This isn’t one you’d readily think about, but it’s important. Please don’t write a book about werewolves and vampires that go to the prom. High school scenes are overdone, kissing on beaches is overdone.

What you want with your scene choice is to surprise the reader. You need those slightly different scenes that make that light bulb go off in your reader’s head, thinking, they’ve never been here before.

And touche, they haven’t read another book where the characters first kiss is in a greenhouse on the top floor of a church. (That scene care of City of Bones by Cassandra Clare)

Also, you want to surprise the readers and catch them off guard. So you need to get creative. Your characters might be teenagers, but if you ever find yourself writing a scene that’s making you yawn because you can imagine at least three other characters in the same type of location and you keep running over their lines instead of the lines your characters are supposed to be saying, you need to skip that scene and come up with something a little more unique and different.

With Flame of Surrender I had the advantage of thick forests, waterfalls, merfolk, castles, orchards and cabins to go with. Yes, there were bedrooms and stables and bushes but I liked my choices in terms of where things happened, where the characters went, the things they saw, etc. etc. I always found myself thrilled by it, instead of bored.

Copy me on that one.

3) The Little Things

Your characters need to have awkward quirks. I loved it when Maggie Stiefvater was talking about Samuel Roth and what makes him emo. She said that to get readers to really love him she had to add things about him that were just heartbreaking. Hence his musicality, and his poetry, and his childhood memories. They were all things that made readers hearts knot a little more for him.

Think about the little things that make your characters who they are. Sure, you might have a super hot guy as a character, but the little thing about him is that he could also be a total cheating jerk, or he might have a fear of cats. Again, go back to voice, decide what would apply and then apply it.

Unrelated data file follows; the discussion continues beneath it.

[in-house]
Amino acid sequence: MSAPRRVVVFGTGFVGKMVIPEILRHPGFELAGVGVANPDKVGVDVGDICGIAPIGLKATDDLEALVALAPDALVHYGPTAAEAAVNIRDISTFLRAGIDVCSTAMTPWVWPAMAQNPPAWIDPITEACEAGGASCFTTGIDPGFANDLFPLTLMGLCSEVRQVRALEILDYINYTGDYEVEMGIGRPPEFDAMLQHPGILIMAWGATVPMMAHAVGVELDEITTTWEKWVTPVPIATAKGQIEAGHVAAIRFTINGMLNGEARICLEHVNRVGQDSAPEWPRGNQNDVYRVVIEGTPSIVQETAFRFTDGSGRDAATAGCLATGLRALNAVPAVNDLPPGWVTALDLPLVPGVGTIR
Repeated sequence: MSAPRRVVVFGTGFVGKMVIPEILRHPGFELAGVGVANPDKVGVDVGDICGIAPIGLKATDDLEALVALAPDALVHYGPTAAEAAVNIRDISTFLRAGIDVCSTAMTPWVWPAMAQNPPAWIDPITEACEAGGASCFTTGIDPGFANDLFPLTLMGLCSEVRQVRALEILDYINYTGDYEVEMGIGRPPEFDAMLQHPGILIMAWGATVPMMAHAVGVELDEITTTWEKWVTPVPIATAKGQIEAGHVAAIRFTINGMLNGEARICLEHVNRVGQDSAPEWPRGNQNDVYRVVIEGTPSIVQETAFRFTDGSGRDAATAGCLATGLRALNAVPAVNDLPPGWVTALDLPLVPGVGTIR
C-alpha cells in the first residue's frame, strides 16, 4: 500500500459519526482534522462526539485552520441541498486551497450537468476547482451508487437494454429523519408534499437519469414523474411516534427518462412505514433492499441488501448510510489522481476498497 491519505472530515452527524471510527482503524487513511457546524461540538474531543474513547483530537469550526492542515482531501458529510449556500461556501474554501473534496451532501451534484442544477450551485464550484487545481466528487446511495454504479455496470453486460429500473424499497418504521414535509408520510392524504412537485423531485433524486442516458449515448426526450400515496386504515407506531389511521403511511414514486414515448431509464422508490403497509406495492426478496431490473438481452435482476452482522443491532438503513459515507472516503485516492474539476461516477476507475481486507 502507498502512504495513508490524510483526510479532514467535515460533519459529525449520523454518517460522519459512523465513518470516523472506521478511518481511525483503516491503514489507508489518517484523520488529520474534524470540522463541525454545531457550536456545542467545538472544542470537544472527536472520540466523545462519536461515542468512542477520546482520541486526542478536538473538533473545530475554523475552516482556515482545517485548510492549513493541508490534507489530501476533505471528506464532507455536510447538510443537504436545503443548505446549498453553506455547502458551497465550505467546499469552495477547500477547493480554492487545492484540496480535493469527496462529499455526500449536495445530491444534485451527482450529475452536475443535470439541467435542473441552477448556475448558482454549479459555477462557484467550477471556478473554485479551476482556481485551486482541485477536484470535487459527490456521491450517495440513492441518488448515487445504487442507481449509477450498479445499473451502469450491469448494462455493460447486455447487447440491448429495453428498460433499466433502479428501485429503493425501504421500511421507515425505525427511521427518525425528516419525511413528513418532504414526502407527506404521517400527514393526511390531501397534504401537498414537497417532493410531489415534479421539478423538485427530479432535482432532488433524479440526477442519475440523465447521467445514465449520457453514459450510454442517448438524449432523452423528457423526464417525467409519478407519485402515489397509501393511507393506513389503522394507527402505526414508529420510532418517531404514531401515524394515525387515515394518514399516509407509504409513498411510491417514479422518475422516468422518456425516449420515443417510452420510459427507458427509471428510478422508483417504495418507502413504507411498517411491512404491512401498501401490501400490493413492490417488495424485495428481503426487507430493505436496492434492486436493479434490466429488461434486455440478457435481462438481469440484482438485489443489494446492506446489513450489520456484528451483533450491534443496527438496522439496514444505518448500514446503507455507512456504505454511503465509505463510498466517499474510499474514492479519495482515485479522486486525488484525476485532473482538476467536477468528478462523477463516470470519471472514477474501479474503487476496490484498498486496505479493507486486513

In my instance, Kaliel is rather inquisitive and curious. She’s also wistful, like she knows the secrets of the universe and she’s a lot older than she physically is but she never lets on in her actions, it’s just in gestures, the way she moves through the forest and trips over her own foot sometimes. It makes her endearing.

4) Villains

You know how I said it’s all been done? Well in this category it has really all been done. You can’t surprise your audience with a villain anymore, and so you need to choose once and for all what type of villain you’re going to go with.

a. it’s the stranger nobody knows.
b. it’s the butler, it’s always the butler.
c. it’s voldemort and everyone is afraid to say even his name.
d. it’s the best friend that betrays.
e. it’s the creepy guy across the back lane that has no nose, just a hole where his nose used to be.
f. it’s the new friend to the pack, the one that tries to turn all of you against each other.
g. it’s your arch nemesis at school, the one with the too perfect skin, turns out, she’s an alien after all.

This list damned well goes on, and on into infinity I think. The point is to pick your poison because it’s all been done before, and THEN, avoid doing certain things with your villains.

a. Cheesy lines. They always get the worst lines ever. “Ready to die?” uh, HOW many times have I heard that one?
b. Monologuing. I hate it when the villain has to explain their evilness. We get it, get it over with already.
c. Taunting. They don’t do anything evil but they talk about it incessantly.

In my books my villains are either of the creeptastic kind, you never know that they’re poisonous until they are, or they’re the come at you and don’t top to talk variety. I rarely give them lines unless I can think of something good. And in some cases, I go for twisted or fierce if they do need to talk.

5) Logistics

So you want to write something supernatural but you don’t know the rules. You need to know the rules. You need to know how your characters become vampires, werewolves, shapeshifters, whatever, and it has to be compelling.